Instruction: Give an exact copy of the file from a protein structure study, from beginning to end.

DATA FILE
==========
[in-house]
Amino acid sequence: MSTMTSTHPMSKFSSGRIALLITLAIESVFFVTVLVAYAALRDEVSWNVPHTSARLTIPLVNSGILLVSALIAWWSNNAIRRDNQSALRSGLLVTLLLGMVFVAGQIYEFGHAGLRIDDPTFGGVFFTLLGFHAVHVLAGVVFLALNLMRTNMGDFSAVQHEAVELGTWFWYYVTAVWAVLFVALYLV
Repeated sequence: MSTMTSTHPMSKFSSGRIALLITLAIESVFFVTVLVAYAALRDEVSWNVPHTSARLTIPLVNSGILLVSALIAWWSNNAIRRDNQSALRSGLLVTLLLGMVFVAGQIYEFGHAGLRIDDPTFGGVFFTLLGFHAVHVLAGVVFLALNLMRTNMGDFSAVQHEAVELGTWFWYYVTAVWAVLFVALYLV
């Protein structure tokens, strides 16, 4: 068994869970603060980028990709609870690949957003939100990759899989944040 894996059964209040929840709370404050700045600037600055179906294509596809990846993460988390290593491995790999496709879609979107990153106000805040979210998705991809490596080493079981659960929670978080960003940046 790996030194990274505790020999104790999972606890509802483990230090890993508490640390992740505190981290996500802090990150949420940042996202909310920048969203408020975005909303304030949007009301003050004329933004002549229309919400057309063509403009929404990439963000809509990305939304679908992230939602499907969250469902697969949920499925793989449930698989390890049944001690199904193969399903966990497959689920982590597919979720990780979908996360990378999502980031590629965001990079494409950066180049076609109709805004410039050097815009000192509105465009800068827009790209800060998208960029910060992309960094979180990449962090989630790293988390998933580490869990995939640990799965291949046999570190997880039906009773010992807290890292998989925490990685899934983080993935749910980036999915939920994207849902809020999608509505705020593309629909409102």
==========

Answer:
[in-house]
Amino acid sequence: MSTMTSTHPMSKFSSGRIALLITLAIESVFFVTVLVAYAALRDEVSWNVPHTSARLTIPLVNSGILLVSALIAWWSNNAIRRDNQSALRSGLLVTLLLGMVFVAGQIYEFGHAGLRIDDPTFGGVFFTLLGFHAVHVLAGVVFLALNLMRTNMGDFSAVQHEAVELGTWFWYYVTAVWAVLFVALYLV
Repeated sequence: MSTMTSTHPMSKFSSGRIALLITLAIESVFFVTVLVAYAALRDEVSWNVPHTSARLTIPLVNSGILLVSALIAWWSNNAIRRDNQSALRSGLLVTLLLGMVFVAGQIYEFGHAGLRIDDPTFGGVFFTLLGFHAVHVLAGVVFLALNLMRTNMGDFSAVQHEAVELGTWFWYYVTAVWAVLFVALYLV
């Protein structure tokens, strides 16, 4: 068994869970603060980028990709609870690949957003939100990759899989944040 894996059964209040929840709370404050700045600037600055179906294509596809990846993460988390290593491995790999496709879609979107990153106000805040979210998705991809490596080493079981659960929670978080960003940046 790996030194990274505790020999104790999972606890509802483990230090890993508490640390992740505190981290996500802090990150949420940042996202909310920048969203408020975005909303304030949007009301003050004329933004002549229309919400057309063509403009929404990439963000809509990305939304679908992230939602499907969250469902697969949920499925793989449930698989390890049944001690199904193969399903966990497959689920982590597919979720990780979908996360990378999502980031590629965001990079494409950066180049076609109709805004410039050097815009000192509105465009800068827009790209800060998208960029910060992309960094979180990449962090989630790293988390998933580490869990995939640990799965291949046999570190997880039906009773010992807290890292998989925490990685899934983080993935749910980036999915939920994207849902809020999608509505705020593309629909409102």